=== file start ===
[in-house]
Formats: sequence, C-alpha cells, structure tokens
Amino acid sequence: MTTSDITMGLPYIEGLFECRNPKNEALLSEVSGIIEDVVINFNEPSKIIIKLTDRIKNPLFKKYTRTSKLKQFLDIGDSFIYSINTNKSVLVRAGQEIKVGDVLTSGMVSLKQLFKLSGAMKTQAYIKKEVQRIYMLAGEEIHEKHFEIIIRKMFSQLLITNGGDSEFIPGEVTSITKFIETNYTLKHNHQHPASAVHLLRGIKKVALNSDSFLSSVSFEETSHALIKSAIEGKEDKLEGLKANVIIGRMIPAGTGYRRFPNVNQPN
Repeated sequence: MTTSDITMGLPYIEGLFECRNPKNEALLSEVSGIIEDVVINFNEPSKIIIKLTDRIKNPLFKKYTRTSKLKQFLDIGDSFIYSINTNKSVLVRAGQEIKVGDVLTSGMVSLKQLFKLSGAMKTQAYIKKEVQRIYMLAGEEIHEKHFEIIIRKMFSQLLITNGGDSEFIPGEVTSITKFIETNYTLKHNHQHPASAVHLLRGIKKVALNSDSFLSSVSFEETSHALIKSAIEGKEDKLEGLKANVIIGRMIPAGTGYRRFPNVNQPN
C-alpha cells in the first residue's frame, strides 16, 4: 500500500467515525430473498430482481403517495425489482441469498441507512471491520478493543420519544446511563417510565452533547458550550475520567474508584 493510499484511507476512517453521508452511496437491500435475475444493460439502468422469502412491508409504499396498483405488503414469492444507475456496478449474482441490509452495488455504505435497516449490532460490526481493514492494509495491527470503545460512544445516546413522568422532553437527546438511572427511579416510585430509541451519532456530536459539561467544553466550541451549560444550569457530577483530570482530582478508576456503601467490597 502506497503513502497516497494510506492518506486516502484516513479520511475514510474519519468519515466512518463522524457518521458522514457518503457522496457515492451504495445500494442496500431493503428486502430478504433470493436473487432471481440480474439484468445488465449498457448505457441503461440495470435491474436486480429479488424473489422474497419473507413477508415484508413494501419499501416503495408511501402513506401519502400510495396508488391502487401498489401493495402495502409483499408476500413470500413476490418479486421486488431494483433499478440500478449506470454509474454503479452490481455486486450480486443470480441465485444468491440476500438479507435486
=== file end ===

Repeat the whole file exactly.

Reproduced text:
[in-house]
Formats: sequence, C-alpha cells, structure tokens
Amino acid sequence: MTTSDITMGLPYIEGLFECRNPKNEALLSEVSGIIEDVVINFNEPSKIIIKLTDRIKNPLFKKYTRTSKLKQFLDIGDSFIYSINTNKSVLVRAGQEIKVGDVLTSGMVSLKQLFKLSGAMKTQAYIKKEVQRIYMLAGEEIHEKHFEIIIRKMFSQLLITNGGDSEFIPGEVTSITKFIETNYTLKHNHQHPASAVHLLRGIKKVALNSDSFLSSVSFEETSHALIKSAIEGKEDKLEGLKANVIIGRMIPAGTGYRRFPNVNQPN
Repeated sequence: MTTSDITMGLPYIEGLFECRNPKNEALLSEVSGIIEDVVINFNEPSKIIIKLTDRIKNPLFKKYTRTSKLKQFLDIGDSFIYSINTNKSVLVRAGQEIKVGDVLTSGMVSLKQLFKLSGAMKTQAYIKKEVQRIYMLAGEEIHEKHFEIIIRKMFSQLLITNGGDSEFIPGEVTSITKFIETNYTLKHNHQHPASAVHLLRGIKKVALNSDSFLSSVSFEETSHALIKSAIEGKEDKLEGLKANVIIGRMIPAGTGYRRFPNVNQPN
C-alpha cells in the first residue's frame, strides 16, 4: 500500500467515525430473498430482481403517495425489482441469498441507512471491520478493543420519544446511563417510565452533547458550550475520567474508584 493510499484511507476512517453521508452511496437491500435475475444493460439502468422469502412491508409504499396498483405488503414469492444507475456496478449474482441490509452495488455504505435497516449490532460490526481493514492494509495491527470503545460512544445516546413522568422532553437527546438511572427511579416510585430509541451519532456530536459539561467544553466550541451549560444550569457530577483530570482530582478508576456503601467490597 502506497503513502497516497494510506492518506486516502484516513479520511475514510474519519468519515466512518463522524457518521458522514457518503457522496457515492451504495445500494442496500431493503428486502430478504433470493436473487432471481440480474439484468445488465449498457448505457441503461440495470435491474436486480429479488424473489422474497419473507413477508415484508413494501419499501416503495408511501402513506401519502400510495396508488391502487401498489401493495402495502409483499408476500413470500413476490418479486421486488431494483433499478440500478449506470454509474454503479452490481455486486450480486443470480441465485444468491440476500438479507435486